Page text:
Developing and patenting what they call the "Interactive Arena" consisting of eight projectors on the walls, a sound system, sensors and lighting system, all under computer control, they're able to have a young, cozy cartoon play space with mushy mats for a morning 2 year old class and then at a press of a button and a quick set change, turn it into a baseball throwing class for 8 year olds in a cheering stadium.
"I'd say for providers that have yet another tumbling gym concept, the market is over-saturated and results will suffer. We hear indirectly of the struggles of some of these businesses. However, for us, with a highly differentiated offering, we think it's an ideal market," Camhi said.
The rapidly growing franchise, recently named to the Entrepreneur Franchise 500 and Top 50 New Franchises, has begun to roll out locations across the country, seeking markets like Fairfield County.
School budget cuts
Kimberly Nezvesky, co-owner of Tumble Jungle, a Connecticut franchise offering gymnastics, tumbling, and karate in each of its three locations, said gyms like Tumble Jungle can help bridge the shortfall in the nationwide cutbacks of PE programs in schools.
"Many local school systems are fabulous, but much like all institutions or corporations they are constrained in some areas. It appears physical education is increasingly one of these areas," she said. "Many teachers realize this but don't feel there is anything they can do about it. If we can help via field trips, physical education, supplemental exercise programs or anything of the like we will gladly support these efforts with local schools." Nezvesky said she, along with her partners Steve Krivoshik and Jedd Morin, saw a need in Fairfield County for Tumble Jungle as a way to promote children's fitness and wellbeing.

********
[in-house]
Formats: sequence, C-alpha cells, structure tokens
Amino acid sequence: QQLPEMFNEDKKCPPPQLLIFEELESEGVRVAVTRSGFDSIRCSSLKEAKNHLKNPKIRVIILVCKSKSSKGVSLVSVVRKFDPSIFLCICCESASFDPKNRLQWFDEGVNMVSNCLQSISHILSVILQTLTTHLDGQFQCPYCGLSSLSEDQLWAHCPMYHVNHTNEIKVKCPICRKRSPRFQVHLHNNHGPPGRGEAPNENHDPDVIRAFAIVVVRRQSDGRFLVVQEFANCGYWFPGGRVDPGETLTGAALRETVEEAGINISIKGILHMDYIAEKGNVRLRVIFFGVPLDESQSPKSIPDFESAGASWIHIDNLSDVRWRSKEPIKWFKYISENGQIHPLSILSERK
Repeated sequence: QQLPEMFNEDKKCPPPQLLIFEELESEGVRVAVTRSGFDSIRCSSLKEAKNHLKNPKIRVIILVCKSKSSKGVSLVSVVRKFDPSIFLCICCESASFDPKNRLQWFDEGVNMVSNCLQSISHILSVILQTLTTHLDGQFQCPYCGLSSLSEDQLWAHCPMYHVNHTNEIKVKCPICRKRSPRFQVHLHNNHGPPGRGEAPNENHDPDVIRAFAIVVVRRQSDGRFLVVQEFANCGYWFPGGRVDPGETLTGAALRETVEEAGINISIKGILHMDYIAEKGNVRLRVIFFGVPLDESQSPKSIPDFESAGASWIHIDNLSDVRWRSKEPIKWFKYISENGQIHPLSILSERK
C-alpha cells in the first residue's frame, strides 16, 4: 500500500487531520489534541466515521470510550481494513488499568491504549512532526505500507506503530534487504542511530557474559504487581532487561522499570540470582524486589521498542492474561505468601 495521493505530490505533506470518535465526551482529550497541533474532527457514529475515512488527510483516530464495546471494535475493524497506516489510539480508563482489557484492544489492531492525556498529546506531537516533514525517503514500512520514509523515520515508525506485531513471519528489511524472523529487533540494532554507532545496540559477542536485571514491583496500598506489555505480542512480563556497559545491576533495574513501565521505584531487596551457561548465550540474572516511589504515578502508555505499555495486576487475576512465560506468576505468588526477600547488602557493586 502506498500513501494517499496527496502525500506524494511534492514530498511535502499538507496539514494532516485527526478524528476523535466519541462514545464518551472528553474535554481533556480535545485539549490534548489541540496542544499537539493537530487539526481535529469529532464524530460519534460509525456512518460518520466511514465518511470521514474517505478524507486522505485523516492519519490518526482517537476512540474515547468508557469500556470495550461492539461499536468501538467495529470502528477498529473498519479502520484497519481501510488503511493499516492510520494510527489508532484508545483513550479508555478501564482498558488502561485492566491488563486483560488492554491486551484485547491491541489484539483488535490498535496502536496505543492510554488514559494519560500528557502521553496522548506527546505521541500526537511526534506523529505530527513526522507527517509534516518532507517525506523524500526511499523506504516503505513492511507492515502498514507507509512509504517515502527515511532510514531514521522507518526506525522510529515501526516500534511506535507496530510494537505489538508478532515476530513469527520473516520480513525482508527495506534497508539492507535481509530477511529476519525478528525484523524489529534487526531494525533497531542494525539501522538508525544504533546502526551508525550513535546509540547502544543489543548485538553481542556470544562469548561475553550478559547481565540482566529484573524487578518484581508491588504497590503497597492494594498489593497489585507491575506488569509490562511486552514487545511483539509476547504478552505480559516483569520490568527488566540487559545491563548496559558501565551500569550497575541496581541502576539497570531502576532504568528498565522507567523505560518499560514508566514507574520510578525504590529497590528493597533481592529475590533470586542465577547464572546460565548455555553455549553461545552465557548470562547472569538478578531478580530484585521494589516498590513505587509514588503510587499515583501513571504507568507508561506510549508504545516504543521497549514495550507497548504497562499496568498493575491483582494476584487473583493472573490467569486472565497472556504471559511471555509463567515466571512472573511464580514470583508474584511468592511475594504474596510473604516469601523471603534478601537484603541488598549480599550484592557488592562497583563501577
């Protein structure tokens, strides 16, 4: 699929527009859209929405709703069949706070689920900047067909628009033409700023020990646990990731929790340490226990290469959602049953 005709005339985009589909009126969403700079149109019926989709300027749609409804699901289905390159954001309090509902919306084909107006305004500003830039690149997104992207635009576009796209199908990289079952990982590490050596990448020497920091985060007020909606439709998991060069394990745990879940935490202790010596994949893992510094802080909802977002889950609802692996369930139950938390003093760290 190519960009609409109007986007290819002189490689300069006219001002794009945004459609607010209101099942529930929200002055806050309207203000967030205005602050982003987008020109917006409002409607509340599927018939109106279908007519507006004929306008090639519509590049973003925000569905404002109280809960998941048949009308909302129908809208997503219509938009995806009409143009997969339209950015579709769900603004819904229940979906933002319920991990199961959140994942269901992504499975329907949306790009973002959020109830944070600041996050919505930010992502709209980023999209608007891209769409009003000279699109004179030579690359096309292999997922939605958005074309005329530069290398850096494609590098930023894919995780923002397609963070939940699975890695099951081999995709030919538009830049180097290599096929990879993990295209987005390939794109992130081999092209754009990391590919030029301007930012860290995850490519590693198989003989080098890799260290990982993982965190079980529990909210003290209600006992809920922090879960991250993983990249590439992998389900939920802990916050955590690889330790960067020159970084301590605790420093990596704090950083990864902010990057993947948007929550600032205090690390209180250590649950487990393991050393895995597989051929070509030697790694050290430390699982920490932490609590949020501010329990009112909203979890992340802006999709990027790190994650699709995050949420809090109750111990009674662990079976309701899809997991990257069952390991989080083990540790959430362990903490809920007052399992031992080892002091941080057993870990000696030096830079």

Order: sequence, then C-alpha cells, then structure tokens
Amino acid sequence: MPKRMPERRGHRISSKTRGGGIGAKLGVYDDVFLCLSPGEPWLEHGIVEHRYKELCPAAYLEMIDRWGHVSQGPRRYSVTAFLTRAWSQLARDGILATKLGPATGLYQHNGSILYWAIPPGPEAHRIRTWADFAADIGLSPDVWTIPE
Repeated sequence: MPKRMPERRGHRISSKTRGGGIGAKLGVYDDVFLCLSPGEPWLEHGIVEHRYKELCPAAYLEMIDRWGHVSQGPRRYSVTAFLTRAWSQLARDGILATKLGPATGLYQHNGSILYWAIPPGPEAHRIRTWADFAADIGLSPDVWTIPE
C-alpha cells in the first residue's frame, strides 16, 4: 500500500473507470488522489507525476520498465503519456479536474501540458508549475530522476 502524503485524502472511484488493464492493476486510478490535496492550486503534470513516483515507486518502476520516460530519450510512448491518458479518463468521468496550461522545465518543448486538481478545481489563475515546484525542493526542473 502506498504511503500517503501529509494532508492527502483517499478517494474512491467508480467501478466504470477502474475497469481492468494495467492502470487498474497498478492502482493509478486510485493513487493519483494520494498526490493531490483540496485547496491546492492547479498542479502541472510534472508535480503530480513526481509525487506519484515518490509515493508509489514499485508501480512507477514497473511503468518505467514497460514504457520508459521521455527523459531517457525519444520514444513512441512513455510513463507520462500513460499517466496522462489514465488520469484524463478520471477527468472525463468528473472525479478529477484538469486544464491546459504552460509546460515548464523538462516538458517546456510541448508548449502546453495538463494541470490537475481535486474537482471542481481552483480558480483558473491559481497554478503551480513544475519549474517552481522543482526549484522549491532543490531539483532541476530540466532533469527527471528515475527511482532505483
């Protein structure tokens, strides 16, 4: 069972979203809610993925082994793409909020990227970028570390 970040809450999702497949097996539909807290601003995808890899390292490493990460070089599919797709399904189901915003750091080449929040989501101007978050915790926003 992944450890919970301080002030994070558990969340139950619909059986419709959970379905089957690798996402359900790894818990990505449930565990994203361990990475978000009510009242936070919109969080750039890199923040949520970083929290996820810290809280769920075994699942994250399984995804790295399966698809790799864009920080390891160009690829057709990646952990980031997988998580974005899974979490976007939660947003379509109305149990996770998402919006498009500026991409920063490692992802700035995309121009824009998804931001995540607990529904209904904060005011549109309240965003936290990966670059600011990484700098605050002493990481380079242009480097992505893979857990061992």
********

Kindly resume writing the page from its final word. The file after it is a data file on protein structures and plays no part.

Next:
"As our culture increasingly advances in technology, our children increasingly become dependent upon technology for mental stimulation. This often times leaves children with inadequate time for physical activities. This, coupled with a varying New England climate, can leave children deprived of much-needed physical advancement."
`Kids don't get bored'
For Milford mother Lisa Farrell, My Gym offers her two-year-old son a good balance of structured circle time mixed with free play.
"Every time we go to the gym the equipment is changed around for a fun set up so the kids don't get bored," she said. Farrell, a life-long soccer player and former high school soccer coach, said fitness is important to instill early in a child's life, aiding in the physical, cognitive and emotional development. She said the structured, age-appropriate classes at My Gym offer kids a supportive, noncompetitive atmosphere.
"Children need to develop healthy lifestyles and going to a place like My Gym combines fitness and fun. It's not competitive and it shouldn't be because children are young, but it does encourage moving around and working on athletic skills."
Makayla Silva is a freelance writer. Makayla.firstname.lastname@example.org